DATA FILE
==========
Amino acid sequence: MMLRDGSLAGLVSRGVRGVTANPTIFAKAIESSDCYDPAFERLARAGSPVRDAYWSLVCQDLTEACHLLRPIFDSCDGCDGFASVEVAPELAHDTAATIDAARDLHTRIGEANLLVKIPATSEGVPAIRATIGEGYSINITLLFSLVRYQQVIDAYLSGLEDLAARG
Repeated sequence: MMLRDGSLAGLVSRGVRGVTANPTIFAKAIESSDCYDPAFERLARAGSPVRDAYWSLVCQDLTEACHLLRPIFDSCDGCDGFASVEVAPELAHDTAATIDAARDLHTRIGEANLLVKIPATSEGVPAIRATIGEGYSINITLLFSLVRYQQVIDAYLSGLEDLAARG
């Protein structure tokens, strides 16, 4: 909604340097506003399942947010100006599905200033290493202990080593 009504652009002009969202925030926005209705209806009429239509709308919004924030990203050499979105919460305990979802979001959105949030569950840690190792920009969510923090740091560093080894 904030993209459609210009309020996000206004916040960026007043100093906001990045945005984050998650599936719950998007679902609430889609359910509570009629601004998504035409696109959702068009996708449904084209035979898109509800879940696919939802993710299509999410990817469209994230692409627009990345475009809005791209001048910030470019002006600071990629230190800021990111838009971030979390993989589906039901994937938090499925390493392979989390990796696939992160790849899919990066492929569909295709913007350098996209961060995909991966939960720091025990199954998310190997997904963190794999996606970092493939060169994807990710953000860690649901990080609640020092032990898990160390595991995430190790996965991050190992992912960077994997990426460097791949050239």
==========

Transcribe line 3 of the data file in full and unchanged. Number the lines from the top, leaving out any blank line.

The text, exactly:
């Protein structure tokens, strides 16, 4: 909604340097506003399942947010100006599905200033290493202990080593 009504652009002009969202925030926005209705209806009429239509709308919004924030990203050499979105919460305990979802979001959105949030569950840690190792920009969510923090740091560093080894 904030993209459609210009309020996000206004916040960026007043100093906001990045945005984050998650599936719950998007679902609430889609359910509570009629601004998504035409696109959702068009996708449904084209035979898109509800879940696919939802993710299509999410990817469209994230692409627009990345475009809005791209001048910030470019002006600071990629230190800021990111838009971030979390993989589906039901994937938090499925390493392979989390990796696939992160790849899919990066492929569909295709913007350098996209961060995909991966939960720091025990199954998310190997997904963190794999996606970092493939060169994807990710953000860690649901990080609640020092032990898990160390595991995430190790996965991050190992992912960077994997990426460097791949050239």